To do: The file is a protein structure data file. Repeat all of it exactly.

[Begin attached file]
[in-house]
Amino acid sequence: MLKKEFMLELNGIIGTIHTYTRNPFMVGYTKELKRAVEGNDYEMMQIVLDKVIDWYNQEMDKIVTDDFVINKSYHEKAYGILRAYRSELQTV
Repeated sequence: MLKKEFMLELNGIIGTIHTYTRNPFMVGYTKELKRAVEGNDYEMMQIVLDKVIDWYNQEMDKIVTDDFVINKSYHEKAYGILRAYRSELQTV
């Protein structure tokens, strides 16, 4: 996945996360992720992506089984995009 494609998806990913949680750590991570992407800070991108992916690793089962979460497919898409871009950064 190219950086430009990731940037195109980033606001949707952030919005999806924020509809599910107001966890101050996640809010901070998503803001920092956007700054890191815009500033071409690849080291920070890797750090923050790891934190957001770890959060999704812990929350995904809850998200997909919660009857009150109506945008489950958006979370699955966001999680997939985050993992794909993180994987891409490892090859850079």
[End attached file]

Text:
[in-house]
Amino acid sequence: MLKKEFMLELNGIIGTIHTYTRNPFMVGYTKELKRAVEGNDYEMMQIVLDKVIDWYNQEMDKIVTDDFVINKSYHEKAYGILRAYRSELQTV
Repeated sequence: MLKKEFMLELNGIIGTIHTYTRNPFMVGYTKELKRAVEGNDYEMMQIVLDKVIDWYNQEMDKIVTDDFVINKSYHEKAYGILRAYRSELQTV
């Protein structure tokens, strides 16, 4: 996945996360992720992506089984995009 494609998806990913949680750590991570992407800070991108992916690793089962979460497919898409871009950064 190219950086430009990731940037195109980033606001949707952030919005999806924020509809599910107001966890101050996640809010901070998503803001920092956007700054890191815009500033071409690849080291920070890797750090923050790891934190957001770890959060999704812990929350995904809850998200997909919660009857009150109506945008489950958006979370699955966001999680997939985050993992794909993180994987891409490892090859850079």